Preemption of the Puerto Rico Retail Installment Sales and Financing Companies Act

04-0727 / February 2005
Preemption of the Puerto Rico Retail Installment Sales and Financing Companies Act

Jose A. Sosa Llorens, Esq.
Sosa Llorens, Cruz Neris & Asociados
Centro Internacional de Mercadeo
100 Carretera 165, Suite 605
Guaynabo, Puerto Rico 00968-8053 

Re: Preemption of the Puerto Rico Retail Installment Sales and Financing Companies Act.

Dear Mr. Sosa Llorens:

You have asked if the Puerto Rico Retail Installment Sales and Financing Companies Act (RISFCA), which addresses consumer lending and finance practices by retailers and lenders, applies to federal credit unions (FCUs). Our opinion is that federal law preempts RISFCA to the extent it purports to limit or affect the rates, finance charges, terms of repayment and other conditions of loans and lines of credit that FCUs offer to their members.

RISFCA is primarily a consumer protection statute regulating finance companies and requiring retailers that provide financing to their customers to make certain disclosures and prohibiting or restricting certain terms and conditions in consumer credit transactions. 10 P.R. Laws Ann. §§731 – 793 (2002). You provided an English translation of RISFCA and we have discussed with you your understanding of the scope of this law. In addition, you provided a copy of RISFCA’s implementing regulations in Spanish but, as no English version is available, we have not included an analysis of them in our review of the issue you present. Based on our discussion with you, we do not think a review of the regulations would change our conclusion regarding the preemption issue we have considered.

While RISFCA, by its own terms, does not appear to be directly applicable to FCUs, our understanding from our discussion with you is that Puerto Rico’s Office of the Commissioner of Financial Institutions (OCFI) has informed you informally that FCUs are subject to certain provisions. RISFCA defines finance companies to include businesses that purchase retail installment sales contracts and credit card issuers that are not authorized under any specific law to engage in the credit card business. 10 P.R. Laws Ann. §§731(15) (2002). We note that FCUs are expressly authorized by our regulations to issue credit cards. 12 C.F.R. §701.21(a). Regarding retail installment sales issues, it would have no direct applicability to FCUs since credit unions are not sellers of consumer goods. This would include those sections of the RISFCA, referenced in your letter, relating to insurance and events of default. 10 P.R. Laws Ann. §§744, 749(b) (2002). Our understanding from you is that OCFI’s position is that the provisions of RISFCA addressing permissible contract provisions apply to FCUs.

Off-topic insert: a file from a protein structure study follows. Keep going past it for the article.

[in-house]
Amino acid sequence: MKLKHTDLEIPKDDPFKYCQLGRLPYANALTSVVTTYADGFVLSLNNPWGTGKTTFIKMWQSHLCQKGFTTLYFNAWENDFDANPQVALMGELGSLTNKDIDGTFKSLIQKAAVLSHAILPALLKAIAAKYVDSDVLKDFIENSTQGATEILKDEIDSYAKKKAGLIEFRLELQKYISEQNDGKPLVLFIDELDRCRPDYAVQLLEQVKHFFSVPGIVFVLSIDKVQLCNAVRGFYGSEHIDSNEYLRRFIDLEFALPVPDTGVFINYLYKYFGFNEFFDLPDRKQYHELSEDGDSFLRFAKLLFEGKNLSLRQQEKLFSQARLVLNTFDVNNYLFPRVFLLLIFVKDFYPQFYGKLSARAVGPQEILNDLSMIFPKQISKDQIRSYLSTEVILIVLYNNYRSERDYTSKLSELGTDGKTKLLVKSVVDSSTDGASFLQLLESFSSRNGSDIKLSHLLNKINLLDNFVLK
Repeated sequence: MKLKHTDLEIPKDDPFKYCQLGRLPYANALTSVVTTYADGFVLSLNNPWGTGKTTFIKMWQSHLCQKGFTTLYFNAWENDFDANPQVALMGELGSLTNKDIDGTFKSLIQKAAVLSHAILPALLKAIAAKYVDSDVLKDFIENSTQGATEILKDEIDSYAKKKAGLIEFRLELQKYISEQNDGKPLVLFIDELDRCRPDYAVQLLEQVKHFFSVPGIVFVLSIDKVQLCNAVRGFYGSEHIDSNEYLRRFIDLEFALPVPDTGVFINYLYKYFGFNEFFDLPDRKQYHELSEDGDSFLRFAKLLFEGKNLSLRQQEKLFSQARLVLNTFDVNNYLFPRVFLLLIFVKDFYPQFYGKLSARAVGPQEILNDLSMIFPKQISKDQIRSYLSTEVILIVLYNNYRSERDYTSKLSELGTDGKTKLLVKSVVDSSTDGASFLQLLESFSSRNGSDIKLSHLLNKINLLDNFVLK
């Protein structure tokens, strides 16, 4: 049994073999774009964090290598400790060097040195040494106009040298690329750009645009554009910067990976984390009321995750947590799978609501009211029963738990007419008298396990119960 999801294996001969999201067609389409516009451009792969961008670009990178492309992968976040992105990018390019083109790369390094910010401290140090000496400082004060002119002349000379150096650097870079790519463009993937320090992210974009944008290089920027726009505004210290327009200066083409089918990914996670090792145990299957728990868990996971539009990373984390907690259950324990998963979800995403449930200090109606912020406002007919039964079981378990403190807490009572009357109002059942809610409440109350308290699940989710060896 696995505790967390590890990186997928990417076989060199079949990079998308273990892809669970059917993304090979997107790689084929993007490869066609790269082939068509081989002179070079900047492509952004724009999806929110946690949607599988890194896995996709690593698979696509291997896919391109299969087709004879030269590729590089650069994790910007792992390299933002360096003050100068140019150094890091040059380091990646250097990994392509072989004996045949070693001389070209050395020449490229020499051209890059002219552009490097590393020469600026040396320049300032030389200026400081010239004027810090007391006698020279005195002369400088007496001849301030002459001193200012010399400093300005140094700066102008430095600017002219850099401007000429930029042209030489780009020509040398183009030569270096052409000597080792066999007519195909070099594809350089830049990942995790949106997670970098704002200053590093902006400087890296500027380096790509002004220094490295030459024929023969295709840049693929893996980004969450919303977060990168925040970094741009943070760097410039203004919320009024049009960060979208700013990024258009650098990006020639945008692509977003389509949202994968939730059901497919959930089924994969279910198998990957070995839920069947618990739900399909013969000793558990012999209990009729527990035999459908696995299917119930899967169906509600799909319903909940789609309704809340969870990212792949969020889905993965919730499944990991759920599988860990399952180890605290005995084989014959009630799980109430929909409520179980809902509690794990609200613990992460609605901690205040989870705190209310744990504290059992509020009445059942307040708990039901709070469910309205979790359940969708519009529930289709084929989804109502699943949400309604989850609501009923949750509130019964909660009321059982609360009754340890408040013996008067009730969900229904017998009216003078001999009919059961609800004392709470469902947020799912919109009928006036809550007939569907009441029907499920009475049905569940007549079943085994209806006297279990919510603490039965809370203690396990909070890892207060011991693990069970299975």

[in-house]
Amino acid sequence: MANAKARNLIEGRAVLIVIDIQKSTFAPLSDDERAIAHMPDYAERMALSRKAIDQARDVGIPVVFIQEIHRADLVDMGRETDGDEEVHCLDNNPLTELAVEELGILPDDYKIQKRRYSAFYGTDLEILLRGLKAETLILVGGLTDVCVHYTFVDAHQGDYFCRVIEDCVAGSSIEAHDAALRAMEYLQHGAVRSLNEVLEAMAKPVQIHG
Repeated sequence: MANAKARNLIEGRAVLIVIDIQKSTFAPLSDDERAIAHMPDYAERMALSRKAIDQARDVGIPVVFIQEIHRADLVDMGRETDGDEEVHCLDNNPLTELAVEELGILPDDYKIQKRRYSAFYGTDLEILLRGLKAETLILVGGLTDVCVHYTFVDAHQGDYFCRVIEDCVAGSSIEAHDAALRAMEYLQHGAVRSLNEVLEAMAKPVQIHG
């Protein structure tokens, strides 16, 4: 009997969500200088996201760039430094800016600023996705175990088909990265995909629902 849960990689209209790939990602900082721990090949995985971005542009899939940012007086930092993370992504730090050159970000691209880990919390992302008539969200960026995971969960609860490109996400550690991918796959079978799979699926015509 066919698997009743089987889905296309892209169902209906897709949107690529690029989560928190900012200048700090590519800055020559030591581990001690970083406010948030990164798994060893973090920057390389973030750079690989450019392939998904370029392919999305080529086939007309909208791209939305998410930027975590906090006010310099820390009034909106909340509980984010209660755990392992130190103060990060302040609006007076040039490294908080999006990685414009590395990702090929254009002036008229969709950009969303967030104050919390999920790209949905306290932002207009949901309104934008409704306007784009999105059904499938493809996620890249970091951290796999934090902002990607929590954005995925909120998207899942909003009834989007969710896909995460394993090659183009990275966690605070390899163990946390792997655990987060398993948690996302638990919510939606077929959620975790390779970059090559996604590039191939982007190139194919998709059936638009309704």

NCUA’s position regarding preemption of state law in certain areas of lending, as stated in its lending regulation, derives from the regulatory authority granted to the NCUA Board by the Federal Credit Union Act (Act). 12 U.S.C. §§1751 et seq; 12 C.F.R §701.21. Our view is that the NCUA’s lending regulation, which states it applies to the preemption of state law, applies as well to the preemption of the local laws of Puerto Rico. The Act expressly permits an FCU to offer loans and lines of credit to its members, 12 U.S.C. §107(5), and NCUA’s lending regulation preempts any state law that would limit or affect lending rates, finance charges, repayment terms or other lending conditions of FCU loans and lines of credit to members.1 12 C.F.R. §701.21(b).